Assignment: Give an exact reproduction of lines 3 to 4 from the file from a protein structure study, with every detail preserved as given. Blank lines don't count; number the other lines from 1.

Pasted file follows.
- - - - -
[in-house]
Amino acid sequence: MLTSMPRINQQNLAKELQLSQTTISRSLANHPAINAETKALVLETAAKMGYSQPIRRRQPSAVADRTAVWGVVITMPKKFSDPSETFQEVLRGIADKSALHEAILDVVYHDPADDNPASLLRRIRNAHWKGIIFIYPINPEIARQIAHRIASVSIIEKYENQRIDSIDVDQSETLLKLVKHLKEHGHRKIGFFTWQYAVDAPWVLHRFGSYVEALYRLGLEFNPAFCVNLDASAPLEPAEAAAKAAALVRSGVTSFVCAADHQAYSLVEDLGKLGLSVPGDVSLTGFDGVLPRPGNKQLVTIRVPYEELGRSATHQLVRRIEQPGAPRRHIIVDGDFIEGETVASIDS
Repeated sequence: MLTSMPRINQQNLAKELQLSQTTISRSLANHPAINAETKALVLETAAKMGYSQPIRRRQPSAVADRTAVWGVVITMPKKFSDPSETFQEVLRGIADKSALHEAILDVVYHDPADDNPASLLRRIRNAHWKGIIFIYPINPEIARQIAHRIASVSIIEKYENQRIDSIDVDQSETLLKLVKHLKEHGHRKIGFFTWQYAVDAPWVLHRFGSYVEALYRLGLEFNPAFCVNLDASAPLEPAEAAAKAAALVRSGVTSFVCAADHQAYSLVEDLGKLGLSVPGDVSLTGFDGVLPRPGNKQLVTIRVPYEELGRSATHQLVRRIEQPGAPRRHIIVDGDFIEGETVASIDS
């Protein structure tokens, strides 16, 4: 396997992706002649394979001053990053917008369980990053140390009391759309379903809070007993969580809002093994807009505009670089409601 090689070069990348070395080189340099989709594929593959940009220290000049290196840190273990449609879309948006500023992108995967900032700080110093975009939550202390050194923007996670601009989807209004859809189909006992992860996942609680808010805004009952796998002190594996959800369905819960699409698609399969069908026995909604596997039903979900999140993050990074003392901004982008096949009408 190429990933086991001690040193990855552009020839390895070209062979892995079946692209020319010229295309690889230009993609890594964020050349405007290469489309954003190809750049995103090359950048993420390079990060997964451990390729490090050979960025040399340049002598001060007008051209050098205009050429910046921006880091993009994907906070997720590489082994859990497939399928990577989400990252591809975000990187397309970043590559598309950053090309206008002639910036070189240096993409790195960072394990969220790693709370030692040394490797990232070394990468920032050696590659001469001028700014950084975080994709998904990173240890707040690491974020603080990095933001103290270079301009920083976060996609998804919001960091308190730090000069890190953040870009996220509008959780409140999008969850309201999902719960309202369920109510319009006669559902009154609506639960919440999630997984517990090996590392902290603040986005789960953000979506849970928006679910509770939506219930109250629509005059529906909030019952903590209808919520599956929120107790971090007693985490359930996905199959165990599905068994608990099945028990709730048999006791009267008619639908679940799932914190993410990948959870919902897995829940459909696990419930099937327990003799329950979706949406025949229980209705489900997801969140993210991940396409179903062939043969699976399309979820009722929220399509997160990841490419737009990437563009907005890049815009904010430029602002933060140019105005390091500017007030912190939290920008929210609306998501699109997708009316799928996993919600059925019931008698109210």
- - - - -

Repeated sequence: MLTSMPRINQQNLAKELQLSQTTISRSLANHPAINAETKALVLETAAKMGYSQPIRRRQPSAVADRTAVWGVVITMPKKFSDPSETFQEVLRGIADKSALHEAILDVVYHDPADDNPASLLRRIRNAHWKGIIFIYPINPEIARQIAHRIASVSIIEKYENQRIDSIDVDQSETLLKLVKHLKEHGHRKIGFFTWQYAVDAPWVLHRFGSYVEALYRLGLEFNPAFCVNLDASAPLEPAEAAAKAAALVRSGVTSFVCAADHQAYSLVEDLGKLGLSVPGDVSLTGFDGVLPRPGNKQLVTIRVPYEELGRSATHQLVRRIEQPGAPRRHIIVDGDFIEGETVASIDS
């Protein structure tokens, strides 16, 4: 396997992706002649394979001053990053917008369980990053140390009391759309379903809070007993969580809002093994807009505009670089409601 090689070069990348070395080189340099989709594929593959940009220290000049290196840190273990449609879309948006500023992108995967900032700080110093975009939550202390050194923007996670601009989807209004859809189909006992992860996942609680808010805004009952796998002190594996959800369905819960699409698609399969069908026995909604596997039903979900999140993050990074003392901004982008096949009408 190429990933086991001690040193990855552009020839390895070209062979892995079946692209020319010229295309690889230009993609890594964020050349405007290469489309954003190809750049995103090359950048993420390079990060997964451990390729490090050979960025040399340049002598001060007008051209050098205009050429910046921006880091993009994907906070997720590489082994859990497939399928990577989400990252591809975000990187397309970043590559598309950053090309206008002639910036070189240096993409790195960072394990969220790693709370030692040394490797990232070394990468920032050696590659001469001028700014950084975080994709998904990173240890707040690491974020603080990095933001103290270079301009920083976060996609998804919001960091308190730090000069890190953040870009996220509008959780409140999008969850309201999902719960309202369920109510319009006669559902009154609506639960919440999630997984517990090996590392902290603040986005789960953000979506849970928006679910509770939506219930109250629509005059529906909030019952903590209808919520599956929120107790971090007693985490359930996905199959165990599905068994608990099945028990709730048999006791009267008619639908679940799932914190993410990948959870919902897995829940459909696990419930099937327990003799329950979706949406025949229980209705489900997801969140993210991940396409179903062939043969699976399309979820009722929220399509997160990841490419737009990437563009907005890049815009904010430029602002933060140019105005390091500017007030912190939290920008929210609306998501699109997708009316799928996993919600059925019931008698109210």